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A book his curious eye detains,
Where, with exactest care and pains,
Were every bealt and bird pourtray'd,
That e'er the search of man furvey'd ;
Their natures and their powers were writ
With all the pride of human wit :
he with attention spread, And thus remark'd on what he read :
“ Man with strong reason is endow'd ;
A beast scarce instinct is allow'd ;
But, let this author's worth be try'd,
'Tis plain that neither was his guide.
Can he discern the different natures,
And weigh the power of other creatures,
Who by the partial work hath shewn
He knows so little of his own ?
How falsely is the Spaniel drawn!
Did man from him first learn to faun?
A Dog proficient in the trade!
He the chief flatterer Nature made !
Go, Man! the ways of courts discern,
You 'll find a Spaniel Nill might learn,
How can the Fox's theft and plunder
Provoke his censure or his wonder?
From Courtiers' tricks and Lawyers' arts,
The Fox might well improve his parts,
The Lion, Wolf, and Tiger's brood,
He curses, for their thirst of blood.
But is not Man to Man a prey ?
Will for hunger, Men for pay.”
The Bookseller, who heard him speak,
And saw him turn a page of Greek,
Thought, what a genius have I found !
Then thus, address’d with bow profound : 60
Są Learn'd Sir, if
'd employ your pen
Against the senseless sons of men,
Or write the history of Siam;
"No man:is better pay than: I am.
Or, fince you 're learn'd in Greek, let's fee
Something against the Trinity."
When wrink ling with a sneer his trunk,
“ Friend, quoth the Elephant, you're drunk:
E’en keep your money, and be wise ;
Leave man on man to criticise :
For that you ne'er can want a pen
Among the senseless sons of men.
They unprovok'd will court the fray-;
Envy's a sharper spur than pay.
No author ever spar'd a brother ;
75 Wits are gamecocks to one another."
THE PEACOCK, THE TURKEY, AND THE GOOSE.
N beauty,faults conspicuous grow;
The smallest speck is seen on snow.
As near a barn, by hunger led,
A Peacock with the poultry fed,
All view'd him with an envious eye,
And mock'd his gaudy pageantry.
Hc, conscious of superior merit,
Contemns their base reviling spirit;
His state and dignity assumes,
And to the sun displays his plumes,
Which, like the Heavens' o'er-arching skies,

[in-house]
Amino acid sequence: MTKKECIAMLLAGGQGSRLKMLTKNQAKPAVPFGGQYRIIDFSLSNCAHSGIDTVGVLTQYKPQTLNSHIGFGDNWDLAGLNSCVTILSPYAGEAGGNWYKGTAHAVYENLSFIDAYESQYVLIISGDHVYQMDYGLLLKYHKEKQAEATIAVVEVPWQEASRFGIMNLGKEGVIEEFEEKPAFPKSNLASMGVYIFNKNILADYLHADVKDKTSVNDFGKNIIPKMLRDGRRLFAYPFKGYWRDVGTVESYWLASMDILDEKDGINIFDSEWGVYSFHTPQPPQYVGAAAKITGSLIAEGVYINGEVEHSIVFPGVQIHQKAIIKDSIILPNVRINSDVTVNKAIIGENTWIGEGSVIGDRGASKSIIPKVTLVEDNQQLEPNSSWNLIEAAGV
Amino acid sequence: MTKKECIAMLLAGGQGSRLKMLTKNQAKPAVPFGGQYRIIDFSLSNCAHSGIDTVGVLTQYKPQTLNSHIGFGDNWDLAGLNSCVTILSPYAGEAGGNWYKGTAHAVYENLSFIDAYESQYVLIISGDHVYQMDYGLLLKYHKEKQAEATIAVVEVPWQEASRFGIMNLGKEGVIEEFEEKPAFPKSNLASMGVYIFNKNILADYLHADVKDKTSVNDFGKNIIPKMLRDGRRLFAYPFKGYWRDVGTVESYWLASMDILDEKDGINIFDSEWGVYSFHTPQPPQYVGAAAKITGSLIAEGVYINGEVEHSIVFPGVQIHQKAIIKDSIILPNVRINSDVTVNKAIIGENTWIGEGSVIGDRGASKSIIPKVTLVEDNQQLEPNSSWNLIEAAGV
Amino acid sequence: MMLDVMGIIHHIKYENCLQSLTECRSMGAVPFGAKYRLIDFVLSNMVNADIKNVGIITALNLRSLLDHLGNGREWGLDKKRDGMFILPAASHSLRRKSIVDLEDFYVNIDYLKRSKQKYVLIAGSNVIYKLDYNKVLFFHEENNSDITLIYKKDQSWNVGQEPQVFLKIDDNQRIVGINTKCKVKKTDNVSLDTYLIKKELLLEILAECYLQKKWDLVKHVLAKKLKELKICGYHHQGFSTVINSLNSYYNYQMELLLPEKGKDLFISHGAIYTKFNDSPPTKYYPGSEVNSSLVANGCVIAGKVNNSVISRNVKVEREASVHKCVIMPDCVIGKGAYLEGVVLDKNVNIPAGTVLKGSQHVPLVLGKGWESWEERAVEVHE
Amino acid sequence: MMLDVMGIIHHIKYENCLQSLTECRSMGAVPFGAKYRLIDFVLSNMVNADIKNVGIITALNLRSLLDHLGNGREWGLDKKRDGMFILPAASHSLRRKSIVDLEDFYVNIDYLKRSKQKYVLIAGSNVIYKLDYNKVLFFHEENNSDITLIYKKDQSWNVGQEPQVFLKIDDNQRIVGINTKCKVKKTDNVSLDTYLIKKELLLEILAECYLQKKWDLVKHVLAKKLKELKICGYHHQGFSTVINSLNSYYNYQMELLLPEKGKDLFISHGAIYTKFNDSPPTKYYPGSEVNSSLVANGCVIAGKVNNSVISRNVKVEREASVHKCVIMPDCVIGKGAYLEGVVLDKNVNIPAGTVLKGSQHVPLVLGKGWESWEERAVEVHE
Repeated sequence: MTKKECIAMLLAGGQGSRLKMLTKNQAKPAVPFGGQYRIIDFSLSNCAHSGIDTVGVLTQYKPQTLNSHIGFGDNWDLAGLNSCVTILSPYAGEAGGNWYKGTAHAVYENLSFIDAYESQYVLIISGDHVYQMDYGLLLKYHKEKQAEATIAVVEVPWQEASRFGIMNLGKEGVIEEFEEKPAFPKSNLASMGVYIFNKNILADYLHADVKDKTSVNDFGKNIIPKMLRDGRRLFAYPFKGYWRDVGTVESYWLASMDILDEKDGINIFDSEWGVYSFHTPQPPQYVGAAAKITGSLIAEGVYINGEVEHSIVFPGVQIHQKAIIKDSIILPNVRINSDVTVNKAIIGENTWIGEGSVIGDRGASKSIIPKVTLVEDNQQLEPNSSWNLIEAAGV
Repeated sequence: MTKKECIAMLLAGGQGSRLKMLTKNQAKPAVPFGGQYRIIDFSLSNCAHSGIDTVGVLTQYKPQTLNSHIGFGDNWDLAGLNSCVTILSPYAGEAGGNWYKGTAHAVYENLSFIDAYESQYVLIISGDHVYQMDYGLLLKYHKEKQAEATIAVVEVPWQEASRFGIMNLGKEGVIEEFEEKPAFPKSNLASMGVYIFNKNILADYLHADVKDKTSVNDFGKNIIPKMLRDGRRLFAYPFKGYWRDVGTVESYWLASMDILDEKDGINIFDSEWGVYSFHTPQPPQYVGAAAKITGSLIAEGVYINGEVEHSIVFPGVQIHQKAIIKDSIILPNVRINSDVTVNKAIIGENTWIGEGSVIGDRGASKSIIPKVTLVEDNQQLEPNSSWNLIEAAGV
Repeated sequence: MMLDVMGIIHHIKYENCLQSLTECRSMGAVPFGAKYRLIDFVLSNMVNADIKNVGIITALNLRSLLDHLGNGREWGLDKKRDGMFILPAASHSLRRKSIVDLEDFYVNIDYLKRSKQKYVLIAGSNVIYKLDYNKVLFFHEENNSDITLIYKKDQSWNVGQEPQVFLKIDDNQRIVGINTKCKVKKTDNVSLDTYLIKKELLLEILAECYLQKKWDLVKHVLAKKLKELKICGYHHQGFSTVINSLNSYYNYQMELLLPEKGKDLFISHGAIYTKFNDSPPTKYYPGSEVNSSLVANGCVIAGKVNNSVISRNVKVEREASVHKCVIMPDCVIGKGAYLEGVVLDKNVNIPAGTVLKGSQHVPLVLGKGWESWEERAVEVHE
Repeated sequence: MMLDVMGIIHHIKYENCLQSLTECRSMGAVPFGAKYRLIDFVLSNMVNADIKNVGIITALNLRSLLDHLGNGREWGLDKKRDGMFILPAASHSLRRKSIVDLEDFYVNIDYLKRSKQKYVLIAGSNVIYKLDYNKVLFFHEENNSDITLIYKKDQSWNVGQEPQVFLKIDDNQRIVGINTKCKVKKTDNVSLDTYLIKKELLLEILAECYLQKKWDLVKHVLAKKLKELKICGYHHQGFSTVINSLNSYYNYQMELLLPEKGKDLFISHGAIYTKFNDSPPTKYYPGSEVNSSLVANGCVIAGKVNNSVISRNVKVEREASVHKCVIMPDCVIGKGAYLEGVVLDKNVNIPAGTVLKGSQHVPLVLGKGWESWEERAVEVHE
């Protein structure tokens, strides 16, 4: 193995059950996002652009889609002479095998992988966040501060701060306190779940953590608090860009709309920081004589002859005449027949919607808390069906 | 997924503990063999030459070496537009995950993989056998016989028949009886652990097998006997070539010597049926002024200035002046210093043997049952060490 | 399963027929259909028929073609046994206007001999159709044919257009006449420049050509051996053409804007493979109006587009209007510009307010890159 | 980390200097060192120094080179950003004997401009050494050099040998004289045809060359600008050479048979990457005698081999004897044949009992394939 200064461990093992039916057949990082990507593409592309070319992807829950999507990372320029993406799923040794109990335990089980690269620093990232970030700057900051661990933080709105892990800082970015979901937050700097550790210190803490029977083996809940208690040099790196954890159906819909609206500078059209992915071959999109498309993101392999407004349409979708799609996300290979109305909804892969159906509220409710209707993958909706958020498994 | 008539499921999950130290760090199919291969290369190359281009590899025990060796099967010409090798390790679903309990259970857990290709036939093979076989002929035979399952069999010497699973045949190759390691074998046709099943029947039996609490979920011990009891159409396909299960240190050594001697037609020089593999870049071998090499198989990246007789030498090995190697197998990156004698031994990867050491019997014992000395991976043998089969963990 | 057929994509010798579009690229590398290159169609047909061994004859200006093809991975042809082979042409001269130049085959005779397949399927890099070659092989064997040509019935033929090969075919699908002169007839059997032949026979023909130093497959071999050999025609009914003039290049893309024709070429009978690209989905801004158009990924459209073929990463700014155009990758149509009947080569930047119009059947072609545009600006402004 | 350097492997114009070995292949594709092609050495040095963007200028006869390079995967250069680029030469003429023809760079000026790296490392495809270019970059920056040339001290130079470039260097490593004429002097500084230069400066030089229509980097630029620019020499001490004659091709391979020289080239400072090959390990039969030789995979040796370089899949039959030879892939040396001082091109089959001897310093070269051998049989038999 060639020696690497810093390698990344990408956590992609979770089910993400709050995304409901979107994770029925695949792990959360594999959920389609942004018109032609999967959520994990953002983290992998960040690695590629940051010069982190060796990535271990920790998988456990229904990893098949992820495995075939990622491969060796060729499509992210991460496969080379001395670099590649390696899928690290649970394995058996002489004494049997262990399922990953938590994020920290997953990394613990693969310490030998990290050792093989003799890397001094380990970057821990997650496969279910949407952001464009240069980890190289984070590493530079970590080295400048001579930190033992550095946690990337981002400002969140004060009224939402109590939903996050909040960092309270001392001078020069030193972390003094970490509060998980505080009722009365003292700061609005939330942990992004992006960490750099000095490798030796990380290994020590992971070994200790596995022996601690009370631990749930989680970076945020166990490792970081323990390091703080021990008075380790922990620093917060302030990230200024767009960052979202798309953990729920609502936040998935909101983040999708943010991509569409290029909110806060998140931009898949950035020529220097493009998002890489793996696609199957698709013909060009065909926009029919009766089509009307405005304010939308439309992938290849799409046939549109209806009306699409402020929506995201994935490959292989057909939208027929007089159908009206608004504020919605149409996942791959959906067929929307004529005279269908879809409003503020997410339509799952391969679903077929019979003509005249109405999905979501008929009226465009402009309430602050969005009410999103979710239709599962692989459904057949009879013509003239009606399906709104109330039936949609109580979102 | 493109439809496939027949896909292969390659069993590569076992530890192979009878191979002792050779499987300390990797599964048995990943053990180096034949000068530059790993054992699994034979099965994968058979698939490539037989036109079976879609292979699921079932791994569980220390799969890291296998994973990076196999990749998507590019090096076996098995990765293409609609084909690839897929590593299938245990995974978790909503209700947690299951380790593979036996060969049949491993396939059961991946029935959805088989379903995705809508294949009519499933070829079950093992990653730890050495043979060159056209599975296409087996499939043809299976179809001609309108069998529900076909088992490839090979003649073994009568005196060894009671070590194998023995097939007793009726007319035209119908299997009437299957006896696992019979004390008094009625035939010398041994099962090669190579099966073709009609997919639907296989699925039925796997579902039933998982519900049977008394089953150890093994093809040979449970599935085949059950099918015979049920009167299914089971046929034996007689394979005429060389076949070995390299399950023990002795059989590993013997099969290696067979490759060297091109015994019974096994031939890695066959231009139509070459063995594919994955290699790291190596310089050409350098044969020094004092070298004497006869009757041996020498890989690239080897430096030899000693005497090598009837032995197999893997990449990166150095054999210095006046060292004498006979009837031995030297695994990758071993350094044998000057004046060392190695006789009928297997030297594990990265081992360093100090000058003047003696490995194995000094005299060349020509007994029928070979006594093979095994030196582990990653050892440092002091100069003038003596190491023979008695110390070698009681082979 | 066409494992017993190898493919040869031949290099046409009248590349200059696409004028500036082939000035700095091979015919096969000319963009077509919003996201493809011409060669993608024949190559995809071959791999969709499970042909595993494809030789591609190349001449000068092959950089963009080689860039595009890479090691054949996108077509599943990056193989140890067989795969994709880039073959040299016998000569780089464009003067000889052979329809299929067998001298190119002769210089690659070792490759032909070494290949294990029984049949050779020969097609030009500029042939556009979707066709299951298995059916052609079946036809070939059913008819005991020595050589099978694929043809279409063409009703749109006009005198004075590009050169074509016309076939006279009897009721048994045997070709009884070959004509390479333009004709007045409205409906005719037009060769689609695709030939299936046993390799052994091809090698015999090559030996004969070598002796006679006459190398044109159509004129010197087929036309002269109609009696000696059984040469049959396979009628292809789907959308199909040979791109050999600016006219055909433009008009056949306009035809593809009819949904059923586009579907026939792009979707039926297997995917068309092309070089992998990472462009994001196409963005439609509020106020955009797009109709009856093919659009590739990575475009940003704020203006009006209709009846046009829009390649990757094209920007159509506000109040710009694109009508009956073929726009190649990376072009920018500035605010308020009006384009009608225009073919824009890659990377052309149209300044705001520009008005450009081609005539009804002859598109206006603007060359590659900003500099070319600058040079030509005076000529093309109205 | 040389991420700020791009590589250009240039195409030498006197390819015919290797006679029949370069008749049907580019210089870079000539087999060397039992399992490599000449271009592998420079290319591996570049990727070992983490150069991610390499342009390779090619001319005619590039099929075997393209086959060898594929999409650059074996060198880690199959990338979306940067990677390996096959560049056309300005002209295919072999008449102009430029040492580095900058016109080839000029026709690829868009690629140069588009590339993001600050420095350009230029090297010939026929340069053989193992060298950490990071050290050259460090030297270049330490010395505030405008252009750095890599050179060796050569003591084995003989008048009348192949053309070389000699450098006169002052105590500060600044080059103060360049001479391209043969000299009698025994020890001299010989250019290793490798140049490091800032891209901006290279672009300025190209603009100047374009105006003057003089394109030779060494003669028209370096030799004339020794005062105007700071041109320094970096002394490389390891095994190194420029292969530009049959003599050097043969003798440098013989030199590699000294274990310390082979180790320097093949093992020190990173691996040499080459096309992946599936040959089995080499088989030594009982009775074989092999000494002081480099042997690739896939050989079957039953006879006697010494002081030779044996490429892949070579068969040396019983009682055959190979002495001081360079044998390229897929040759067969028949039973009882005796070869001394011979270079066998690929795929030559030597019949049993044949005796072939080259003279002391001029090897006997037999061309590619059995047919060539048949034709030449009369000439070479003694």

Are spangled with a thousand eyes.
The circling rays, and varied light,
At once confound their dazzled fight;
On every tongue detraction burns,
15 And malice prompts their fpleen by turns.
“ Mark with what infolence and pride
The creature takes his haughty ftride,
The Turkey cries. Can spleen contain ?
Sure never bird was half so vain!
But, were intrinsic merit feen,
We Turkeys have the whiter skin.”
From tongue to tongue they caught abuse ;
And next was heard the hilling Goose :
« What hideous legs! what filthy claws ! 25
I scorn to cenfure little flaws.
Then what a horrid squalling throat !
Ev'n owls are frighted at the note.”
“ True. Those are faults, the Peacock crics; My scream, my fhanks, you may despise ; But such blind critics rail in vain. What! overlook my radiant train ! Know, did my legs (your fcorn and sport) The Turkey or the Goose support, And did ye scream with harsher found,
35 "hose faults in you had ne'er been found :
To all apparent beauties blind,
Each blemish strikes an envious mind.
Thus in assemblies have I seen
A nymph of brightest charms and mien
Wake envy in each ugly face,
And buzzing scandal fills the place.
S Cupid in Cythera's grove
Employ’d'the lesser powers of Love,
Some shape the bow, or fit the string,
Some give the taper shaft its wing,
Or tum 'the polish'd quiver's mould,
Or head the darts with temper'd gold.
Amidst eleir toil and various care,
Thu: Hymen, with affurning air,
Address'd the God : “ Thou purblind chit,
Of aukward and ill-judging wit,
If matches are not better made,
At once I must forfwear
You send me such ill-coupled folks,
That 'tis a theme to sell them yokes.
"They squabble for a pin, a feather,
And wonder how they came togethor.
The husband 's sullen, dogged, fny,
The wife grows flippant in reply:
He loves command and due restriction;
And she as well likes contradi&tion :
She never slavishly submits ;
She 'll have her will, or have her firs.
He this way tugs, she thother draws;
The man grows jealous, and with caufc.
Nothing can save him but divorce ;
And here the wife complies of course.”
“When, fays the boy, had I to do
With either your affairs or you?
I never idly spend iny darts ;
You trade in mercenary
For fettlements the lawyer's fee'd ;
Is my hand witnefs to the deed ?
If they like cat and dog agree,
Go rail at Plutus, not at me.”
Plutus appear’d, and said, “ 'Tis true,
In marriage, gold is all their view;
They seek not beauty, wit, or Tense,
And love is seldom the pretence.
All offer incenfe at my shrine,
And I alone the bargain'fign.
How can Belinda blame her fate ?
She only ask'd a great estate.
Doris was rich enough, 'tis true;
»Her lord must give her title too :
And every man, or rich or poor,
A fortune asks, and alks no more.”
Avarice, whatever shape it bears,
Must Nill be coupled with its cares.